UNITED STATES DISTRICT COURT EASTERN DISTRICT OF CALIFORNIA
January 10, 2013
JERRY LEWIS, PLAINTIFF,
R. ROSENTHAL, ET AL.,
The opinion of the court was delivered by: Dennis L. Beck United States Magistrate Judge
FINDINGS AND RECOMMENDATIONS REGARDING PLAINTIFF'S EMERGENCY REQUEST FOR LIBRARY ACCESS (Document 9)
Plaintiff Jerry Lewis ("Plaintiff") is a prisoner in the custody of the California Department of Corrections and Rehabilitation ("CDCR"). Plaintiff is proceeding pro se and in forma pauperis in this civil rights action pursuant to 42 U.S.C. § 1983. Plaintiff filed this action on May 15, 2012. He names Corcoran State Prison ("CSP") Senior Librarian R. Rosenthal, former CSP Principal B. Van Klaveren and CSP Academic Vice Principal R. Moser as Defendants.
On December 26, 2012, Plaintiff filed a document entitled, "Emergency Request to Order Defendants to Allow Plaintiff Access to Library and Legal Material." The Court construes the request as a motion for preliminary injunction and for the reasons that follow, recommends that it be denied.
In his request, Plaintiff states that the CSP law library is closed 90 percent of the time and when it is open, there is no reliable scheduling. He also attaches a Memorandum from AVP Jay Pehrson offering solutions to the inmates' law library concerns.
The purpose of a preliminary injunction is to preserve the status quo if the balance of equities so heavily favors the moving party that justice requires the court to intervene to secure the positions until the merits of the action are ultimately determined. University of Texas v. Camenisch, 451 U.S. 390, 395 (1981). A preliminary injunction is available to a plaintiff who "demonstrates either (1) a combination of probable success and the possibility of irreparable harm, or (2) that serious questions are raised and the balance of hardship tips in its favor." Arcamuzi v. Continental Air Lines, Inc., 819 F. 2d 935, 937 (9th Cir. 1987). Under either approach the plaintiff "must demonstrate a significant threat of irreparable injury." Id. Also, an injunction should not issue if the plaintiff "shows no chance of success on the merits." Id. At a bare minimum, the plaintiff "must demonstrate a fair chance of success of the merits, or questions serious enough to require litigation." Id.
Federal courts are courts of limited jurisdiction, and as a preliminary matter, the court must have before it an actual case or controversy. City of Los Angeles v. Lyons, 461 U.S. 95, 102 (1983); Valley Forge Christian Coll. v. Ams. United for Separation of Church and State, Inc., 454 U.S. 464, 471 (1982); Jones v. City of Los Angeles, 444 F.3d 1118, 1126 (9th Cir.2006). If the court does not have an actual case or controversy before it, it has no power to hear the matter in question. Id. "A federal court may issue an injunction if it has personal jurisdiction over the parties and subject matter jurisdiction over the claim; it may not attempt to determine the rights of persons not before the court." Zepeda v. United States Immigration Serv., 753 F.2d 719, 727 (9th Cir.1985) (emphasis added).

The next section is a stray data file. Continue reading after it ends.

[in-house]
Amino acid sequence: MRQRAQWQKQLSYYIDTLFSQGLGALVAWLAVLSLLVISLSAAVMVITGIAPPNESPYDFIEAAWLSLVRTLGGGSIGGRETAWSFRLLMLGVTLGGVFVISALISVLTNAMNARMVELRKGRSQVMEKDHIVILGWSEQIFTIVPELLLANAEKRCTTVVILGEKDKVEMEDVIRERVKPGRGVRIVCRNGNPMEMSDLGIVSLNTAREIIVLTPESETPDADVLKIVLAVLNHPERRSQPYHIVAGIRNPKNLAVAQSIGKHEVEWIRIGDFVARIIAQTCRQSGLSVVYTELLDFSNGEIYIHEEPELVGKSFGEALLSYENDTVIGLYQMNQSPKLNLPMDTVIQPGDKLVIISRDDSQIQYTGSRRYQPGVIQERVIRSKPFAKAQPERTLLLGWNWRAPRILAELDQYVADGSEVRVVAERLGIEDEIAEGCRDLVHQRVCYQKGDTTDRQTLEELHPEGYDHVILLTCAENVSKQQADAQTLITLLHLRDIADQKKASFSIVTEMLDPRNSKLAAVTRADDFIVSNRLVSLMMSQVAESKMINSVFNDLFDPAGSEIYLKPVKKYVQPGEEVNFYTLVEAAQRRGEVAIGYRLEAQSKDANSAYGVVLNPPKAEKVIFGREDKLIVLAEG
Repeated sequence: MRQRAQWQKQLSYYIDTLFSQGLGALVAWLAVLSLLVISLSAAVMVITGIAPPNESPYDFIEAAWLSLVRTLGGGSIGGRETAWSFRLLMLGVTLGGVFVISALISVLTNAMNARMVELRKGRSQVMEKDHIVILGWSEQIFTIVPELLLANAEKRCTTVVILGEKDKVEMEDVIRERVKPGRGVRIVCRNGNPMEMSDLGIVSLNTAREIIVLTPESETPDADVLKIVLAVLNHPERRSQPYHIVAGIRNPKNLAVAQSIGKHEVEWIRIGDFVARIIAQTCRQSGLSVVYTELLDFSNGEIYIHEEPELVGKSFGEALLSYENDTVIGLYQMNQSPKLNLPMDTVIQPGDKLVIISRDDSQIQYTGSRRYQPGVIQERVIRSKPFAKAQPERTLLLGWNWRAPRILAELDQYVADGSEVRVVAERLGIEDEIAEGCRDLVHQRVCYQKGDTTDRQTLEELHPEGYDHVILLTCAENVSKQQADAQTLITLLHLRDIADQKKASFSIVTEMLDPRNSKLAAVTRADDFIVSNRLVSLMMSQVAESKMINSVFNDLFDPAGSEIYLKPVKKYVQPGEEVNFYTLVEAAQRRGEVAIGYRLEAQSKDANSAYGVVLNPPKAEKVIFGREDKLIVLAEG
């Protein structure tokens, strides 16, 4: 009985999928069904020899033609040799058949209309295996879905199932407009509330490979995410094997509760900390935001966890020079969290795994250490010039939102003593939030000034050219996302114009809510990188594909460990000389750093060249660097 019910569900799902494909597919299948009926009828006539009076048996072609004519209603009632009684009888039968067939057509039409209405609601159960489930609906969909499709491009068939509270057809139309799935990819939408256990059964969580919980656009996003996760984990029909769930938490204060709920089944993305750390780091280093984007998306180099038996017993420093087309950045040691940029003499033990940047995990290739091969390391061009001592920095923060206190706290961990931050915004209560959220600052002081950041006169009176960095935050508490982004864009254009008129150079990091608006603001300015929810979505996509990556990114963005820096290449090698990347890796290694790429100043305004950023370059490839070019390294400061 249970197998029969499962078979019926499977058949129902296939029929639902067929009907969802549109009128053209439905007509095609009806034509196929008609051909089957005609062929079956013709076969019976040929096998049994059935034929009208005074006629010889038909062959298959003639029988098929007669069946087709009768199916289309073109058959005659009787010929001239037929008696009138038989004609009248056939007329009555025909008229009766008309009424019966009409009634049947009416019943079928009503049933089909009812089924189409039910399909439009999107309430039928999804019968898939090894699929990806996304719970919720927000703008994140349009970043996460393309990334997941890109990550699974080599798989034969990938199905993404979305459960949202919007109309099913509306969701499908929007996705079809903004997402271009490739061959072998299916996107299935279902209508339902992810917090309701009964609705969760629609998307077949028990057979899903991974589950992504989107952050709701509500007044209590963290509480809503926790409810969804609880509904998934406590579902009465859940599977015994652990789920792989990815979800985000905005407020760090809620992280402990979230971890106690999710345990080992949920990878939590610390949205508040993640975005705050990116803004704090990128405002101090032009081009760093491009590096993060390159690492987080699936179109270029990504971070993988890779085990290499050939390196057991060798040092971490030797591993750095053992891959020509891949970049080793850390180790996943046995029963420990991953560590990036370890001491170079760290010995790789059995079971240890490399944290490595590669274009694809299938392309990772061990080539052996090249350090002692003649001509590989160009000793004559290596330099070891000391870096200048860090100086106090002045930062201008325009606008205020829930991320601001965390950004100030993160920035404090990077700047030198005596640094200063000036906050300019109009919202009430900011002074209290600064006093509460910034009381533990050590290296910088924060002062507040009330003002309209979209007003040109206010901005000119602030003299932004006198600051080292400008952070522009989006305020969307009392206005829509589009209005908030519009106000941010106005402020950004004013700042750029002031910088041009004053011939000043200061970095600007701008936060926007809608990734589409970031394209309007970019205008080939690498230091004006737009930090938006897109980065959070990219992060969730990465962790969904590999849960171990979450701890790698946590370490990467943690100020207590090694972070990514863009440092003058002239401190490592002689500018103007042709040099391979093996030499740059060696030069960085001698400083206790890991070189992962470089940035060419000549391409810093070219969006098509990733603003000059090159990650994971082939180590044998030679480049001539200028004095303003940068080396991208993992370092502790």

By separate Findings and Recommendations, the Court recommended dismissal of Plaintiff's complaint without leave to amend for failure to state a claim for which relief may be granted. Specifically, the Court found that Plaintiff failed to state a denial of access to the courts claim because he did not suffer an actual injury. Despite his allegations, Plaintiff was able to file pleadings with the court at all stages of the proceeding. Thus, at this point in time, there is no case or controversy before the Court and it has no jurisdiction to issue a preliminary injunction. Further, a preliminary injunction does not serve the purpose of ensuring that Plaintiff is able to litigate this action effectively or efficiently.
The pending Findings and Recommendations also demonstrate that Plaintiff has not carried his burden of demonstrating a fair chance of success on the merits.
For these reasons, the Court RECOMMENDS that Plaintiff's request for a preliminary injunction be DENIED.
These Findings and Recommendations are submitted to the United States District Judge assigned to the case, pursuant to the provisions of 28 U.S.C. § 636(b)(l). Within thirty (30) days after being served with these Findings and Recommendations, Plaintiff may file written objections with the court. Such a document should be captioned "Objections to Magistrate Judge's Findings and Recommendations." Plaintiff is advised that failure to file objections within the specified time may waive the right to appeal the District Court's order. Martinez v. Ylst, 951 F.2d 1153, 1157 (9th Cir. 1991).
IT IS SO ORDERED.
© 1992-2013 VersusLaw Inc.